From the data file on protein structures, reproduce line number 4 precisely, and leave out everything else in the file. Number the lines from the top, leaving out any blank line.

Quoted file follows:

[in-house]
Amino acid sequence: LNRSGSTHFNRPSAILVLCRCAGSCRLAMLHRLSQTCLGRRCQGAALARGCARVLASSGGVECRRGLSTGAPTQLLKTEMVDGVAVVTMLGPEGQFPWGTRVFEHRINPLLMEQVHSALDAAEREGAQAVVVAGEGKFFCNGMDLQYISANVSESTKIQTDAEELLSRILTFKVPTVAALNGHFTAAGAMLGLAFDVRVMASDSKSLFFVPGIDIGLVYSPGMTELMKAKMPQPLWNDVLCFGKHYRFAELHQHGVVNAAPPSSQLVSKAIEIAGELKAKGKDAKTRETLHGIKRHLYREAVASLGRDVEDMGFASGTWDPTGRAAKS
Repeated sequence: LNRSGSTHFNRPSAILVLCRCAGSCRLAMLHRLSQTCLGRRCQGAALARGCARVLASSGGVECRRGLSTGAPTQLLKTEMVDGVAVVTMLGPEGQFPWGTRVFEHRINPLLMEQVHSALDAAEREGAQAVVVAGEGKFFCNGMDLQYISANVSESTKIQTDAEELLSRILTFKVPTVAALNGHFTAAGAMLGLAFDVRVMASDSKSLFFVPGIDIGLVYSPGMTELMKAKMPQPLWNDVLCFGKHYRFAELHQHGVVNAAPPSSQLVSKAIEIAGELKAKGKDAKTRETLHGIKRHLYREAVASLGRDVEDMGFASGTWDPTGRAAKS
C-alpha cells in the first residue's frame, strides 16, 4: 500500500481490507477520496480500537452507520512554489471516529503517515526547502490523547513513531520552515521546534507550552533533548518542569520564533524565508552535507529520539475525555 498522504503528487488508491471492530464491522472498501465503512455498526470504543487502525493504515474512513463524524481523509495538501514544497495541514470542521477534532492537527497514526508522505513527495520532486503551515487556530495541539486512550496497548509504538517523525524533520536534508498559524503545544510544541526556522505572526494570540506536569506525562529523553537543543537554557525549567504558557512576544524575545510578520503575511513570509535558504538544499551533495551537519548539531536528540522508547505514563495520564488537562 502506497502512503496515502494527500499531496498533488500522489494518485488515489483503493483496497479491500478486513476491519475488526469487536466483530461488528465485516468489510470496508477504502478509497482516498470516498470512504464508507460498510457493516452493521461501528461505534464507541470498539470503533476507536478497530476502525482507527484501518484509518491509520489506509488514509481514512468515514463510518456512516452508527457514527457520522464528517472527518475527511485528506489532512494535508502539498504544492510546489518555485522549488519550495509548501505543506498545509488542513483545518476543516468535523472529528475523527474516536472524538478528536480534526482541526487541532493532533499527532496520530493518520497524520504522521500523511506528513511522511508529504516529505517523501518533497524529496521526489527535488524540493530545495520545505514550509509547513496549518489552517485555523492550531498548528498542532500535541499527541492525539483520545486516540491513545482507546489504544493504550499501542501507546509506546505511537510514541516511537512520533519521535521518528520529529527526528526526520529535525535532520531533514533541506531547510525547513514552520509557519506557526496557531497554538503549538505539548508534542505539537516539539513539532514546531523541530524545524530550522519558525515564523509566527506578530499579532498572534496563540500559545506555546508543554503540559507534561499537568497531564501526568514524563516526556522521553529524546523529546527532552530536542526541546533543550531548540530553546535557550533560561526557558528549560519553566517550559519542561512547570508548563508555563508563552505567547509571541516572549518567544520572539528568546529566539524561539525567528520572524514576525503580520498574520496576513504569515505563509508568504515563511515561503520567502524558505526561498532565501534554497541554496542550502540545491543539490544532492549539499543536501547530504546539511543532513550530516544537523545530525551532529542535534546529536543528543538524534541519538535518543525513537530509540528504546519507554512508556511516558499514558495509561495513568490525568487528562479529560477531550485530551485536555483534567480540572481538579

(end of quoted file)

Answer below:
C-alpha cells in the first residue's frame, strides 16, 4: 500500500481490507477520496480500537452507520512554489471516529503517515526547502490523547513513531520552515521546534507550552533533548518542569520564533524565508552535507529520539475525555 498522504503528487488508491471492530464491522472498501465503512455498526470504543487502525493504515474512513463524524481523509495538501514544497495541514470542521477534532492537527497514526508522505513527495520532486503551515487556530495541539486512550496497548509504538517523525524533520536534508498559524503545544510544541526556522505572526494570540506536569506525562529523553537543543537554557525549567504558557512576544524575545510578520503575511513570509535558504538544499551533495551537519548539531536528540522508547505514563495520564488537562 502506497502512503496515502494527500499531496498533488500522489494518485488515489483503493483496497479491500478486513476491519475488526469487536466483530461488528465485516468489510470496508477504502478509497482516498470516498470512504464508507460498510457493516452493521461501528461505534464507541470498539470503533476507536478497530476502525482507527484501518484509518491509520489506509488514509481514512468515514463510518456512516452508527457514527457520522464528517472527518475527511485528506489532512494535508502539498504544492510546489518555485522549488519550495509548501505543506498545509488542513483545518476543516468535523472529528475523527474516536472524538478528536480534526482541526487541532493532533499527532496520530493518520497524520504522521500523511506528513511522511508529504516529505517523501518533497524529496521526489527535488524540493530545495520545505514550509509547513496549518489552517485555523492550531498548528498542532500535541499527541492525539483520545486516540491513545482507546489504544493504550499501542501507546509506546505511537510514541516511537512520533519521535521518528520529529527526528526526520529535525535532520531533514533541506531547510525547513514552520509557519506557526496557531497554538503549538505539548508534542505539537516539539513539532514546531523541530524545524530550522519558525515564523509566527506578530499579532498572534496563540500559545506555546508543554503540559507534561499537568497531564501526568514524563516526556522521553529524546523529546527532552530536542526541546533543550531548540530553546535557550533560561526557558528549560519553566517550559519542561512547570508548563508555563508563552505567547509571541516572549518567544520572539528568546529566539524561539525567528520572524514576525503580520498574520496576513504569515505563509508568504515563511515561503520567502524558505526561498532565501534554497541554496542550502540545491543539490544532492549539499543536501547530504546539511543532513550530516544537523545530525551532529542535534546529536543528543538524534541519538535518543525513537530509540528504546519507554512508556511516558499514558495509561495513568490525568487528562479529560477531550485530551485536555483534567480540572481538579